If torture worked, there’d be an argument for it in some situations under consequentialist lines. The traditional example to illustrate that point is something like the following: a terrorist has placed a nuclear warhead somewhere in Manhattan and set it to detonate. You have captured this terrorist, but he refuses to tell you where the bomb is so that you can defuse it. If you do not defuse it, millions will die in the blast and ensuing fallout. So your net consequences in each of the possible scenarios are:
- No Torture: Some number of millions of people die, New York City is destroyed, mass hysteria and panic ensue, probably a recession, all kinds of zany awfulness.
- Torture: One very nasty man gets beaten to the point of near-insanity.
Obviously, if torture worked, you would need to do it in that situation. But such a situation will never actually transpire, because torture does not work. If a terrorist plants a bomb in New York City and you torture him, you shoot his family in front of him, you waterboard him, you crucify him, whatever you do, he can just give a thousand different answers for where the bomb is, all of which only serve to misdirect you. Torture may, in fact, make you less likely to stop the bomb, because you will be following the leads of a blithering insane terrorist who has a motive to lead you astray rather than trying to find someone with knowledge who will talk to you or sending out every last man you have to search the city for the bomb. Probably some combination of the latter would be more sensible.
And, lest we forget, there are also the long-term consequences of torture–not merely dehumanisation of the tortured and the torturer, but also the loss of international respect and credibility that makes it harder to find people who actually want to give you the information you want. If you have a reputation for torturing people, more people won’t like you. The United States was very fortunate that the “outside source” chose to give it the knowledge to find bin Laden. It’s important to note that this was done of the source’s own free will. The source’s opinion of the United States and whether or not it deserved his help mattered quite a bit to the decision to give the United States his information. Countries everyone hates have a hard time recruiting good help. There’s a reason Saddam Hussein would have had an awfully hard time getting you or I to inform on the United States for him, even if we opposed the Iraq War (as I did, though I cannot speak for you). The man was a bit of a torturer and a murderer, and even though we may not have liked the war on his country, we certainly did not like him.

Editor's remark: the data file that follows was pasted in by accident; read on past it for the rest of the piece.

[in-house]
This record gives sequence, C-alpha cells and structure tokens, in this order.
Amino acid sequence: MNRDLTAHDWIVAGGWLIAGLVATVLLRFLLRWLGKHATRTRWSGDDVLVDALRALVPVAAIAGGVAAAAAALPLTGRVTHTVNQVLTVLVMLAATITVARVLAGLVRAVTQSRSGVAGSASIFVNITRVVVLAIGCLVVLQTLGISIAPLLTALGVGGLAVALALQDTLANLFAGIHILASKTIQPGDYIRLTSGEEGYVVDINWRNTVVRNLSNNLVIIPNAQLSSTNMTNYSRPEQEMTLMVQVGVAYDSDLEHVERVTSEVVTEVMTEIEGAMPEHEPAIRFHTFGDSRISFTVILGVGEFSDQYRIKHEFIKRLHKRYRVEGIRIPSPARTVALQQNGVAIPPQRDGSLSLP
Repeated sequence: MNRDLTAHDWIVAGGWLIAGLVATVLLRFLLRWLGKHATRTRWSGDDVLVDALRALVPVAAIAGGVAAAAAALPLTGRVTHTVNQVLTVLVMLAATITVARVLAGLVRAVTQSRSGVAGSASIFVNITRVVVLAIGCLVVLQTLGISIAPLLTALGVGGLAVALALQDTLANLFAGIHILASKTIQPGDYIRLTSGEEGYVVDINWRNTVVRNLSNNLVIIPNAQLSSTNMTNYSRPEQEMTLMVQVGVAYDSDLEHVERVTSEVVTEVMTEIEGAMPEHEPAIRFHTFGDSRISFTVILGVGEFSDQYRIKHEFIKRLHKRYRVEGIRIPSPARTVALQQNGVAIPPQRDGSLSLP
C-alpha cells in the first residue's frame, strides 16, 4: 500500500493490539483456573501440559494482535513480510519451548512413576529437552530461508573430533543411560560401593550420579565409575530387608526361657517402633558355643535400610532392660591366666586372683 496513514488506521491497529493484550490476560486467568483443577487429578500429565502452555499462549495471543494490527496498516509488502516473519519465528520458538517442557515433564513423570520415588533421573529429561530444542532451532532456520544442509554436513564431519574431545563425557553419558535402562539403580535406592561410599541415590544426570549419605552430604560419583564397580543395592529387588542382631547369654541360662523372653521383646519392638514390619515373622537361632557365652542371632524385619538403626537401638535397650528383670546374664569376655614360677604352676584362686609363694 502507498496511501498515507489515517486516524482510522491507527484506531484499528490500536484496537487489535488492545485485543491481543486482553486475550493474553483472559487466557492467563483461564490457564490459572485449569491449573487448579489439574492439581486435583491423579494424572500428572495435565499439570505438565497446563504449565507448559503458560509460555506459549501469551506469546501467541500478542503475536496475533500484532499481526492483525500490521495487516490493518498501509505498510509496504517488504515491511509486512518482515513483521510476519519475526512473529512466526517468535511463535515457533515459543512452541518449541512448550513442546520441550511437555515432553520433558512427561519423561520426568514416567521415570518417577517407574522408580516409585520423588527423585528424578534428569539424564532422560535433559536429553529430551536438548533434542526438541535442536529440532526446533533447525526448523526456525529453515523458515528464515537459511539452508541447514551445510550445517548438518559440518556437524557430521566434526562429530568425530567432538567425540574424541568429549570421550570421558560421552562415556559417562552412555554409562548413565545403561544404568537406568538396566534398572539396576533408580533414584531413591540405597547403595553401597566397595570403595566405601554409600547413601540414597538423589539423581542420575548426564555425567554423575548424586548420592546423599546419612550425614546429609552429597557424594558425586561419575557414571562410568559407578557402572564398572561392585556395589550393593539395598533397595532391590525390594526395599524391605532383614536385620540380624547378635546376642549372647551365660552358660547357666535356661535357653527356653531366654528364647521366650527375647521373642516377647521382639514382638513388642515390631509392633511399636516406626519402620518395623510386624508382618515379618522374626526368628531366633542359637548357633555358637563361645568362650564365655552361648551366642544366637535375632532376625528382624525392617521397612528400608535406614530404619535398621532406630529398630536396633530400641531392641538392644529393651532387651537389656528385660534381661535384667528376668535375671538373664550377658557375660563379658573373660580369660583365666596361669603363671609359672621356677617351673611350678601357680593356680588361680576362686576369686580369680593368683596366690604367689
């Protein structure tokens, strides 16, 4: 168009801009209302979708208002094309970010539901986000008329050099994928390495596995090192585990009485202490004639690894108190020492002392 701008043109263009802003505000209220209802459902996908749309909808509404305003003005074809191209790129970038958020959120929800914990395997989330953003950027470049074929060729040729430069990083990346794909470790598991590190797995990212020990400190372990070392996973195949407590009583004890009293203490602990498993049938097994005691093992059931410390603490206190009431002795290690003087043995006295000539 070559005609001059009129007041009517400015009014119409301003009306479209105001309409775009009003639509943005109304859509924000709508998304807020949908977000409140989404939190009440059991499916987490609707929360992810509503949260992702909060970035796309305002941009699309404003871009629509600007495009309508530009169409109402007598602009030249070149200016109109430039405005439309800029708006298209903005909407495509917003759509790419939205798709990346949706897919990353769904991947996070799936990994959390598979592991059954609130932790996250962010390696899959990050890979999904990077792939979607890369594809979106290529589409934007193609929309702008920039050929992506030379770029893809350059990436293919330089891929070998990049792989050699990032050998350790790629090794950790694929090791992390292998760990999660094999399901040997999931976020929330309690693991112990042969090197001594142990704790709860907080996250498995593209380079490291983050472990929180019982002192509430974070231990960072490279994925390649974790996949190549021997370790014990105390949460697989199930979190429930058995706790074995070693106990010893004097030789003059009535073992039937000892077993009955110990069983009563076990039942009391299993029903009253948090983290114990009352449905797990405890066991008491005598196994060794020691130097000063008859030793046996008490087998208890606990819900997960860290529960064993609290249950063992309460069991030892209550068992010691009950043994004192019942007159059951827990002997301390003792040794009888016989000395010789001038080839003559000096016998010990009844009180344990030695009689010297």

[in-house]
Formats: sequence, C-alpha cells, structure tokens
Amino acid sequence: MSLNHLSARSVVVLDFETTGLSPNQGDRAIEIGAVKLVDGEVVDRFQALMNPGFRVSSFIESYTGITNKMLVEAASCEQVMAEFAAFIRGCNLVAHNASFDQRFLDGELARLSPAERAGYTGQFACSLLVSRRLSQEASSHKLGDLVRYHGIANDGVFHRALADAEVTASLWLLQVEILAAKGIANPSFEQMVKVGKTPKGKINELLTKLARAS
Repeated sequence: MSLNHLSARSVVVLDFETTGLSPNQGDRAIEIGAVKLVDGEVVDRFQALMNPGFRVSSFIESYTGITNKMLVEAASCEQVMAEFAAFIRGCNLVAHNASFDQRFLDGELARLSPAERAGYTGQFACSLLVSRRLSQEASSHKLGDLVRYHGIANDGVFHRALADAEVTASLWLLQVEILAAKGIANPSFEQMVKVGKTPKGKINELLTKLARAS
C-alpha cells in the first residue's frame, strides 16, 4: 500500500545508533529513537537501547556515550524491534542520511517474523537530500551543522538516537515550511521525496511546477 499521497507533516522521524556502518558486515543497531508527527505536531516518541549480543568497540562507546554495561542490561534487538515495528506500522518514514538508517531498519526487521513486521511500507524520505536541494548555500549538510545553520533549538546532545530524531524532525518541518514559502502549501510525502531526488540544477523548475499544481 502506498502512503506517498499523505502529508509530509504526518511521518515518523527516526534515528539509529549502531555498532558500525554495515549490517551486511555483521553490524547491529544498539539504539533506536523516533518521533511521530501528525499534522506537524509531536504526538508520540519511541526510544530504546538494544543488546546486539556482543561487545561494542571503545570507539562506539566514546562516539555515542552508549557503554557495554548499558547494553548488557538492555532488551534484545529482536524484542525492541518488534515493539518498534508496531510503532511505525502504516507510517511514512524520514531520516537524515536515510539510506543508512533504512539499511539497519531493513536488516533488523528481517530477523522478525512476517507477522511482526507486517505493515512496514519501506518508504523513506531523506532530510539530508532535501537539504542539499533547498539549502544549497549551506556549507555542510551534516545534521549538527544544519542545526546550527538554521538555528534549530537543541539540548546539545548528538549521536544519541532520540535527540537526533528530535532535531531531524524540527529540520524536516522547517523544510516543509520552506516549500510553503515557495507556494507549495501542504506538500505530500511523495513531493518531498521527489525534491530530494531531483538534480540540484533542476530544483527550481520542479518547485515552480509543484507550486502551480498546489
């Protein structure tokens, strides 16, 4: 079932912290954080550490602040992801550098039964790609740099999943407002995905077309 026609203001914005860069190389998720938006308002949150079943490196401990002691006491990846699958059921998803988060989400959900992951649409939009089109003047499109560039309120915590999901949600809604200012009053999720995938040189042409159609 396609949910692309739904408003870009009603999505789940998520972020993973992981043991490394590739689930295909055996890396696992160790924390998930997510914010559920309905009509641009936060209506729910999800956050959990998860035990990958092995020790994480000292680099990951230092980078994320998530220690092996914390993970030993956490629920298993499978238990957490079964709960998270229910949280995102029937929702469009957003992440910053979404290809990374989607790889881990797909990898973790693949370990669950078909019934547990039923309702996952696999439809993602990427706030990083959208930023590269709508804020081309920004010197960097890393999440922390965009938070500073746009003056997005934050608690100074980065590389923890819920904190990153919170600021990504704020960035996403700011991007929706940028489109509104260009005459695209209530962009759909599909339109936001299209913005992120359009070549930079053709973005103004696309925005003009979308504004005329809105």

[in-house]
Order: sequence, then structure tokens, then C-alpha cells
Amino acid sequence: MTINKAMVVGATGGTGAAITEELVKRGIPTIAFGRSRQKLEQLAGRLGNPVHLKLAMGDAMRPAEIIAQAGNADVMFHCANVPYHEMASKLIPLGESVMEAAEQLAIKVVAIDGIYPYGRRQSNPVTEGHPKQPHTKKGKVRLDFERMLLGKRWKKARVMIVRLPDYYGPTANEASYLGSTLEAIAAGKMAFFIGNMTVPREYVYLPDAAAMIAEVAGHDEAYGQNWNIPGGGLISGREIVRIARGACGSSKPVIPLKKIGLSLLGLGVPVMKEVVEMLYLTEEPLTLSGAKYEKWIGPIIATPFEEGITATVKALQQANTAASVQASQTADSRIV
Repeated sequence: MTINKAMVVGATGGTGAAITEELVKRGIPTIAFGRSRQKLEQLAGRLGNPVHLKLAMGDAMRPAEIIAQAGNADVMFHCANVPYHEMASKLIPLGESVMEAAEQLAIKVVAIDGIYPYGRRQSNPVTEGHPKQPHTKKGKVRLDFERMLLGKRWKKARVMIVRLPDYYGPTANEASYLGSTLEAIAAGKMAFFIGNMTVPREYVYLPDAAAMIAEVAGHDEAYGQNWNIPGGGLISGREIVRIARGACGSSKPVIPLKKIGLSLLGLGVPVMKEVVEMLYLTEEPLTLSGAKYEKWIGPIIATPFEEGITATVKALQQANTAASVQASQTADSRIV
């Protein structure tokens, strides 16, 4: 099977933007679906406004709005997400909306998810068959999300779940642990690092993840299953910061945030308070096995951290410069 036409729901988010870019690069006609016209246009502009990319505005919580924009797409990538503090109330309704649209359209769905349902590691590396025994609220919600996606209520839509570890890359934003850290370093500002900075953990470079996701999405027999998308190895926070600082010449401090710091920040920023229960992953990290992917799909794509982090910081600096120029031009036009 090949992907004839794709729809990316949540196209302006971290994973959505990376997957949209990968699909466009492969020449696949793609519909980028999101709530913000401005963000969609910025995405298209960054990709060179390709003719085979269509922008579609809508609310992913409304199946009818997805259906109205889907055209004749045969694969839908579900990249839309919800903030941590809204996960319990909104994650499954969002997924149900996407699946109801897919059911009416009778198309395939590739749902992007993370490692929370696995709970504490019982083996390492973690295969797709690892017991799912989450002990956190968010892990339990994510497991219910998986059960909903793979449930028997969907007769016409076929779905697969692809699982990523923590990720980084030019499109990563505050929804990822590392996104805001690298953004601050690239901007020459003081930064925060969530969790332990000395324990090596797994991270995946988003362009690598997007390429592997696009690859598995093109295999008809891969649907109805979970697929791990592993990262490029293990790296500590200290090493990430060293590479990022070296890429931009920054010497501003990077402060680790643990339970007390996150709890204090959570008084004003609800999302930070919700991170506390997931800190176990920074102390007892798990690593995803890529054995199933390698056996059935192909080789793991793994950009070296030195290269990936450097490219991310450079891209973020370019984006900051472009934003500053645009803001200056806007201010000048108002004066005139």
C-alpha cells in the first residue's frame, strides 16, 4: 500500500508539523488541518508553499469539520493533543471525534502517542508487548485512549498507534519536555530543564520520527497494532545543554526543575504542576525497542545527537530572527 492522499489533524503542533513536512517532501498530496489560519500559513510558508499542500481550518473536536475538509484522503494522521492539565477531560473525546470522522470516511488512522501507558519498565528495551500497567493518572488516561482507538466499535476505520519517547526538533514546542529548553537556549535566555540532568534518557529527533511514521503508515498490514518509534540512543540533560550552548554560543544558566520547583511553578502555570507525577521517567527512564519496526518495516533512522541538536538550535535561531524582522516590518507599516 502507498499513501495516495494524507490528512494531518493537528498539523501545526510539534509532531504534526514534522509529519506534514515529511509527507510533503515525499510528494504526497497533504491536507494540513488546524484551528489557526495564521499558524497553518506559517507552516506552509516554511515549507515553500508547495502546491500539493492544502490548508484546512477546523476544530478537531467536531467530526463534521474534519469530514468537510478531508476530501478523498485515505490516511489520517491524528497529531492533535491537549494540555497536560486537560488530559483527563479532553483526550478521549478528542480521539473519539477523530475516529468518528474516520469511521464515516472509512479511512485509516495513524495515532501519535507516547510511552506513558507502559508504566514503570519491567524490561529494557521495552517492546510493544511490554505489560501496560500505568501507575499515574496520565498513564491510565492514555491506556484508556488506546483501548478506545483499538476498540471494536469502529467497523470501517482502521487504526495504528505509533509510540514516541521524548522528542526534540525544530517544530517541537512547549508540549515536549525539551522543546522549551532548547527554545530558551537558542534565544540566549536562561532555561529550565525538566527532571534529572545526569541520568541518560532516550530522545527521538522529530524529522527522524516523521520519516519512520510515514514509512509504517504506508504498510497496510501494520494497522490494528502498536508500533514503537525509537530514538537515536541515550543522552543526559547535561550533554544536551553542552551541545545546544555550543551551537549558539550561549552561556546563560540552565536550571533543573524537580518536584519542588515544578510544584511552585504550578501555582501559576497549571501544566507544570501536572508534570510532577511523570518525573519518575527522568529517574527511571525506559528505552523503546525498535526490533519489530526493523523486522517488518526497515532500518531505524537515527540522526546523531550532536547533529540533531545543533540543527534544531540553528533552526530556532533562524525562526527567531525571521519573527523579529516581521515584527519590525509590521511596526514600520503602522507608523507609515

So if we really want to get the information we need to protect us from crazy people, let’s focus on being the sort of country to which people want to volunteer information. Let’s not engage in practises that not only do not obtain accurate information, but make everyone who has information want to share it with us less. That’s a bad plan, not only in the short term, but going forward. And as for Zero Dark Thirty? It may very well be quite a lot of fun as the critics suggest, but we certainly should not get our interrogation techniques from it or fall prey to thinking that real intelligence gets gathered that way, because well, we shouldn’t, and it doesn’t.